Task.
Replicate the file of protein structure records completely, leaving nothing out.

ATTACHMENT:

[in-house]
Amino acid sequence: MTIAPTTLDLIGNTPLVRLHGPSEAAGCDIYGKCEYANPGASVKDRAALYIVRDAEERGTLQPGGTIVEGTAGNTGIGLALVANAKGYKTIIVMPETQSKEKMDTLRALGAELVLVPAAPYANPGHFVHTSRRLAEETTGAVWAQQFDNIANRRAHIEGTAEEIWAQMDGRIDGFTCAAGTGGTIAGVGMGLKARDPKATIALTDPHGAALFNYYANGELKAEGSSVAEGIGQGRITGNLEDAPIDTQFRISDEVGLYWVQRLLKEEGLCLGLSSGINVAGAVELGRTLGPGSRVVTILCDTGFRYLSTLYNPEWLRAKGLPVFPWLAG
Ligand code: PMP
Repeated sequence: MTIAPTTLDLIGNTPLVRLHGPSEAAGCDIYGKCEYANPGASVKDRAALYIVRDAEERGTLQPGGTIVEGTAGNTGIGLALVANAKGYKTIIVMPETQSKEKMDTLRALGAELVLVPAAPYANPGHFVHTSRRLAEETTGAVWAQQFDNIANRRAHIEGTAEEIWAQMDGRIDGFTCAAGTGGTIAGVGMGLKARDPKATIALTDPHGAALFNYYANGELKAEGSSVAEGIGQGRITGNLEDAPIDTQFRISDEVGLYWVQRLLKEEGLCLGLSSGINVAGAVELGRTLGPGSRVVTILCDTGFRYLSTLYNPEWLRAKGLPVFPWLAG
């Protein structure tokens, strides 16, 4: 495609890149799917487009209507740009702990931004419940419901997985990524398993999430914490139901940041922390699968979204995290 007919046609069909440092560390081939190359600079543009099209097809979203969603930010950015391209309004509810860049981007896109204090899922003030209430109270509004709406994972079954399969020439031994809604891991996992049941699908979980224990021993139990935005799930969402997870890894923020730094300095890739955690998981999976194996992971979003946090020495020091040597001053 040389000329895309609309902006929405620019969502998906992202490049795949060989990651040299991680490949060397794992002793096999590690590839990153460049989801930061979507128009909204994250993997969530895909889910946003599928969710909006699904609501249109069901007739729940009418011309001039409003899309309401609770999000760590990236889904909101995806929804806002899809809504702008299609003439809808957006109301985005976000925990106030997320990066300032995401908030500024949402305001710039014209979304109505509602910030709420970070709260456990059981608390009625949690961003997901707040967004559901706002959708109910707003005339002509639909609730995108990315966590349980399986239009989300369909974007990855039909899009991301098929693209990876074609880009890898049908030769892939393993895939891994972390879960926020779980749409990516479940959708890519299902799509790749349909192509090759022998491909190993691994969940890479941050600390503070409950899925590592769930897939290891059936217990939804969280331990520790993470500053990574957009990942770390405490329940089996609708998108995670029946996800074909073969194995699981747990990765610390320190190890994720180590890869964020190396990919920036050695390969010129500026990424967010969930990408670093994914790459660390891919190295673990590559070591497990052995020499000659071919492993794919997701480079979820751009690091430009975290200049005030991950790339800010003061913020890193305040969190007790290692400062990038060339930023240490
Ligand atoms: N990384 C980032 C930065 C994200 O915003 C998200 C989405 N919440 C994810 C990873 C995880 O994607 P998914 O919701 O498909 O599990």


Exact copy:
[in-house]
Amino acid sequence: MTIAPTTLDLIGNTPLVRLHGPSEAAGCDIYGKCEYANPGASVKDRAALYIVRDAEERGTLQPGGTIVEGTAGNTGIGLALVANAKGYKTIIVMPETQSKEKMDTLRALGAELVLVPAAPYANPGHFVHTSRRLAEETTGAVWAQQFDNIANRRAHIEGTAEEIWAQMDGRIDGFTCAAGTGGTIAGVGMGLKARDPKATIALTDPHGAALFNYYANGELKAEGSSVAEGIGQGRITGNLEDAPIDTQFRISDEVGLYWVQRLLKEEGLCLGLSSGINVAGAVELGRTLGPGSRVVTILCDTGFRYLSTLYNPEWLRAKGLPVFPWLAG
Ligand code: PMP
Repeated sequence: MTIAPTTLDLIGNTPLVRLHGPSEAAGCDIYGKCEYANPGASVKDRAALYIVRDAEERGTLQPGGTIVEGTAGNTGIGLALVANAKGYKTIIVMPETQSKEKMDTLRALGAELVLVPAAPYANPGHFVHTSRRLAEETTGAVWAQQFDNIANRRAHIEGTAEEIWAQMDGRIDGFTCAAGTGGTIAGVGMGLKARDPKATIALTDPHGAALFNYYANGELKAEGSSVAEGIGQGRITGNLEDAPIDTQFRISDEVGLYWVQRLLKEEGLCLGLSSGINVAGAVELGRTLGPGSRVVTILCDTGFRYLSTLYNPEWLRAKGLPVFPWLAG
């Protein structure tokens, strides 16, 4: 495609890149799917487009209507740009702990931004419940419901997985990524398993999430914490139901940041922390699968979204995290 007919046609069909440092560390081939190359600079543009099209097809979203969603930010950015391209309004509810860049981007896109204090899922003030209430109270509004709406994972079954399969020439031994809604891991996992049941699908979980224990021993139990935005799930969402997870890894923020730094300095890739955690998981999976194996992971979003946090020495020091040597001053 040389000329895309609309902006929405620019969502998906992202490049795949060989990651040299991680490949060397794992002793096999590690590839990153460049989801930061979507128009909204994250993997969530895909889910946003599928969710909006699904609501249109069901007739729940009418011309001039409003899309309401609770999000760590990236889904909101995806929804806002899809809504702008299609003439809808957006109301985005976000925990106030997320990066300032995401908030500024949402305001710039014209979304109505509602910030709420970070709260456990059981608390009625949690961003997901707040967004559901706002959708109910707003005339002509639909609730995108990315966590349980399986239009989300369909974007990855039909899009991301098929693209990876074609880009890898049908030769892939393993895939891994972390879960926020779980749409990516479940959708890519299902799509790749349909192509090759022998491909190993691994969940890479941050600390503070409950899925590592769930897939290891059936217990939804969280331990520790993470500053990574957009990942770390405490329940089996609708998108995670029946996800074909073969194995699981747990990765610390320190190890994720180590890869964020190396990919920036050695390969010129500026990424967010969930990408670093994914790459660390891919190295673990590559070591497990052995020499000659071919492993794919997701480079979820751009690091430009975290200049005030991950790339800010003061913020890193305040969190007790290692400062990038060339930023240490
Ligand atoms: N990384 C980032 C930065 C994200 O915003 C998200 C989405 N919440 C994810 C990873 C995880 O994607 P998914 O919701 O498909 O599990």